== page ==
The magician leads the guest into the chamber, and the king freezes again. His guest is not a moon ray, but the woman Mabruk is leading towards the throne is almost as radiant. When the king looks into her eyes, for a while he sees a forest, so alive he can almost hear the whisper of leaves and little feet of squirrels, trotting along the branches. The moment passes, and the forest is no longer there, replaced by the reflection of the king. And Mabruk the magician can barely hide his amazement when a smile, first since many, many years, slowly appears onto the king's lips.
The king accompanies his guest all the time and so he does not know his magician is content because of his king's joy. Yet days and weeks pass, and the satisfaction fades away from Mabruk's face, because the king has forgotten his existence, and Mabruk will have none of his gold or titles. So the magician takes refuge into his tower and makes up a plan. He will never again allow the king to forget him, for when his plan is complete, the king will need his magic for each single day for the rest of his life.
The king does not know anything of it, for he spends every day with the luminous lady, whom fate has brought into his castle. He, who has never smiled for years, now learned to laugh again. For years no ball has gave him joy, and now he dances all night long with his beautiful guest. For years music could not move him, and now the tunes once indifferent to him now touch his heart. For years he has known no joy, and now it is enough to see his reflection in the luminous lady's eyes, and a smile appears on his face. And the king discovers he is, finally, happy.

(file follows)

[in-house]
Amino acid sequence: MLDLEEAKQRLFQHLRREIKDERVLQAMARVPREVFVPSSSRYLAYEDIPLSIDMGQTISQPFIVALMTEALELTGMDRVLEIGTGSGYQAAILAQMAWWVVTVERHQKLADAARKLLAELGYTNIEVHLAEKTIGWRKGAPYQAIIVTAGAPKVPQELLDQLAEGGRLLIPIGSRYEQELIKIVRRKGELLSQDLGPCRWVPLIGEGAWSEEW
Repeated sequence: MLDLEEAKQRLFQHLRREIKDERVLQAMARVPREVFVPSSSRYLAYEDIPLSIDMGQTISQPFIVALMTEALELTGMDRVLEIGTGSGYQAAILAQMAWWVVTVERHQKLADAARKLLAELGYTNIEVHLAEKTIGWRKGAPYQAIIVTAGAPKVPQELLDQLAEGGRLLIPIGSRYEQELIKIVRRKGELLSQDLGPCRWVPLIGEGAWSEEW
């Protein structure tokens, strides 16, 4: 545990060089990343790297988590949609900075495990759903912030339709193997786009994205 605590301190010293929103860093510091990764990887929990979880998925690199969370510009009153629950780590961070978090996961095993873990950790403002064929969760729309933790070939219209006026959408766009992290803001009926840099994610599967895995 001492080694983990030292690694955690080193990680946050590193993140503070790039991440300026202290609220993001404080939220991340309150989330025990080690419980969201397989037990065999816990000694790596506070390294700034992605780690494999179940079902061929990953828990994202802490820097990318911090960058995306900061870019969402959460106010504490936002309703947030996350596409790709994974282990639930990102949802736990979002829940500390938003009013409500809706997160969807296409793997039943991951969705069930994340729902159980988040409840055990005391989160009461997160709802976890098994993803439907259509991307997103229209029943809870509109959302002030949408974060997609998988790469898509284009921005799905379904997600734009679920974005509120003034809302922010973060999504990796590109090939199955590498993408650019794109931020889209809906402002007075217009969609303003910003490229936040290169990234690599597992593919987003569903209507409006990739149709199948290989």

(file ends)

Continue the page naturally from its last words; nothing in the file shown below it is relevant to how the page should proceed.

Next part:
Mabruk the magician watches everything and smiles gloomily. He will win back what he has lost, with one single spell. His plan is simple. Mabruk knows all he needs is to take away the king's happiness. But for now, he is waiting.
Months pass, and it downs on the king that his beautiful guest will not stay in his castle forever. The king would not bear if the luminous lady left, so one day he gather up his courage, offers her a ring and asks for her hand in marriage. The luminous lady weeps, for no apparent reason, but the tears quickly dry away on her cheeks, and she agrees.
And Mabruk the magician is waiting. He is patient.
Three days later the luminous lady becomes the king's wife and queen, and the kingdom blooms with hope everything will be different from now on. And the king is happy.
For Mabruk, the waiting if over. Only a week passes since the royal wedding, when the king's wife disappears. The king is searching for her in the whole castle, whole town, and then his whole kingdom, but he cannot find her anywhere. He is asking everyone he meets on his way, but no one has seen his luminous lady. As if she never existed.
Mabruk the magician is sitting in his tower, laughing triumphantly.